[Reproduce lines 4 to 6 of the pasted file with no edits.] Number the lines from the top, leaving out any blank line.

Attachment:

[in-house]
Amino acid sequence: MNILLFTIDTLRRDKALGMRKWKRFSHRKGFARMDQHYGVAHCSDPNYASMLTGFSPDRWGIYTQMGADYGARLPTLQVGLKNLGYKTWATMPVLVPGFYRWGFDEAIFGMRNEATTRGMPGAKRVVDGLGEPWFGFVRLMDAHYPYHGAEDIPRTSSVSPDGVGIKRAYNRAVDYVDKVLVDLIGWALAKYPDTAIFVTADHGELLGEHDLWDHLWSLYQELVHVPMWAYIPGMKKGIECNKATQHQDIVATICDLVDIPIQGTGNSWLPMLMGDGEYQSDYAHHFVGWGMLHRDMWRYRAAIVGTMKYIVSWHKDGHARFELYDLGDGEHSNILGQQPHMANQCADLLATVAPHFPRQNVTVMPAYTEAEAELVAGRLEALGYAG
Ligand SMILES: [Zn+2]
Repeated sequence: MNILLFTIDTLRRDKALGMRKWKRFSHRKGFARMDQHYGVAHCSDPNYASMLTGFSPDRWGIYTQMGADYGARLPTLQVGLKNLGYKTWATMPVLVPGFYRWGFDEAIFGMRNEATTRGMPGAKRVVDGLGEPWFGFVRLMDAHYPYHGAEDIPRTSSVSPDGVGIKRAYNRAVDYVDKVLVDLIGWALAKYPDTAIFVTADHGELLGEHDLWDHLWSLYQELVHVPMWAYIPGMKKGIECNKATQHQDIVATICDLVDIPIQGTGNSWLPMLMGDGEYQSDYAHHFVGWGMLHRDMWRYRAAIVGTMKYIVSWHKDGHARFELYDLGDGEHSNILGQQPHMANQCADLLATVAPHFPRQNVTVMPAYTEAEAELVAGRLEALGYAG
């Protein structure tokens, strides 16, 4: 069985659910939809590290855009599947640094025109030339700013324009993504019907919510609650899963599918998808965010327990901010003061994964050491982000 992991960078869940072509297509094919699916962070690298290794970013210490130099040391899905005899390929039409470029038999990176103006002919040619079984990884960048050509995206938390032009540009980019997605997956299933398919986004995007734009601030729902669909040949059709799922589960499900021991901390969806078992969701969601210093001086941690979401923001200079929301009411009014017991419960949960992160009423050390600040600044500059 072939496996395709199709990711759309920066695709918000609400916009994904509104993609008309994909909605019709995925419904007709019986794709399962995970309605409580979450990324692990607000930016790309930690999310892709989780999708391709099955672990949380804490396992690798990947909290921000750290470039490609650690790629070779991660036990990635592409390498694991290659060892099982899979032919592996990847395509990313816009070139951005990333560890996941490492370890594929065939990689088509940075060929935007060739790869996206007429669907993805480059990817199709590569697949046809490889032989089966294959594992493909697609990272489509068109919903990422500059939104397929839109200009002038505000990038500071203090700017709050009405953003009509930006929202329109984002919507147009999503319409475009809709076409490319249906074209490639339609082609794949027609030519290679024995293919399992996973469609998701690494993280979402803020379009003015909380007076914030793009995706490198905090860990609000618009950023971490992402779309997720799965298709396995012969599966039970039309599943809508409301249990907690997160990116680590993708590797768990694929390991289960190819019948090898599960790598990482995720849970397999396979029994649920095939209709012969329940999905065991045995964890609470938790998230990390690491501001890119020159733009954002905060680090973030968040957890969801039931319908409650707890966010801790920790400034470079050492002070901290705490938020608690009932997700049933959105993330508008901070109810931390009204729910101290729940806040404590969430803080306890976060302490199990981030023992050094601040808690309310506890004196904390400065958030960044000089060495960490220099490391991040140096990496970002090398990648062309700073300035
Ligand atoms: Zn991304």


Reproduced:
Repeated sequence: MNILLFTIDTLRRDKALGMRKWKRFSHRKGFARMDQHYGVAHCSDPNYASMLTGFSPDRWGIYTQMGADYGARLPTLQVGLKNLGYKTWATMPVLVPGFYRWGFDEAIFGMRNEATTRGMPGAKRVVDGLGEPWFGFVRLMDAHYPYHGAEDIPRTSSVSPDGVGIKRAYNRAVDYVDKVLVDLIGWALAKYPDTAIFVTADHGELLGEHDLWDHLWSLYQELVHVPMWAYIPGMKKGIECNKATQHQDIVATICDLVDIPIQGTGNSWLPMLMGDGEYQSDYAHHFVGWGMLHRDMWRYRAAIVGTMKYIVSWHKDGHARFELYDLGDGEHSNILGQQPHMANQCADLLATVAPHFPRQNVTVMPAYTEAEAELVAGRLEALGYAG
């Protein structure tokens, strides 16, 4: 069985659910939809590290855009599947640094025109030339700013324009993504019907919510609650899963599918998808965010327990901010003061994964050491982000 992991960078869940072509297509094919699916962070690298290794970013210490130099040391899905005899390929039409470029038999990176103006002919040619079984990884960048050509995206938390032009540009980019997605997956299933398919986004995007734009601030729902669909040949059709799922589960499900021991901390969806078992969701969601210093001086941690979401923001200079929301009411009014017991419960949960992160009423050390600040600044500059 072939496996395709199709990711759309920066695709918000609400916009994904509104993609008309994909909605019709995925419904007709019986794709399962995970309605409580979450990324692990607000930016790309930690999310892709989780999708391709099955672990949380804490396992690798990947909290921000750290470039490609650690790629070779991660036990990635592409390498694991290659060892099982899979032919592996990847395509990313816009070139951005990333560890996941490492370890594929065939990689088509940075060929935007060739790869996206007429669907993805480059990817199709590569697949046809490889032989089966294959594992493909697609990272489509068109919903990422500059939104397929839109200009002038505000990038500071203090700017709050009405953003009509930006929202329109984002919507147009999503319409475009809709076409490319249906074209490639339609082609794949027609030519290679024995293919399992996973469609998701690494993280979402803020379009003015909380007076914030793009995706490198905090860990609000618009950023971490992402779309997720799965298709396995012969599966039970039309599943809508409301249990907690997160990116680590993708590797768990694929390991289960190819019948090898599960790598990482995720849970397999396979029994649920095939209709012969329940999905065991045995964890609470938790998230990390690491501001890119020159733009954002905060680090973030968040957890969801039931319908409650707890966010801790920790400034470079050492002070901290705490938020608690009932997700049933959105993330508008901070109810931390009204729910101290729940806040404590969430803080306890976060302490199990981030023992050094601040808690309310506890004196904390400065958030960044000089060495960490220099490391991040140096990496970002090398990648062309700073300035
Ligand atoms: Zn991304």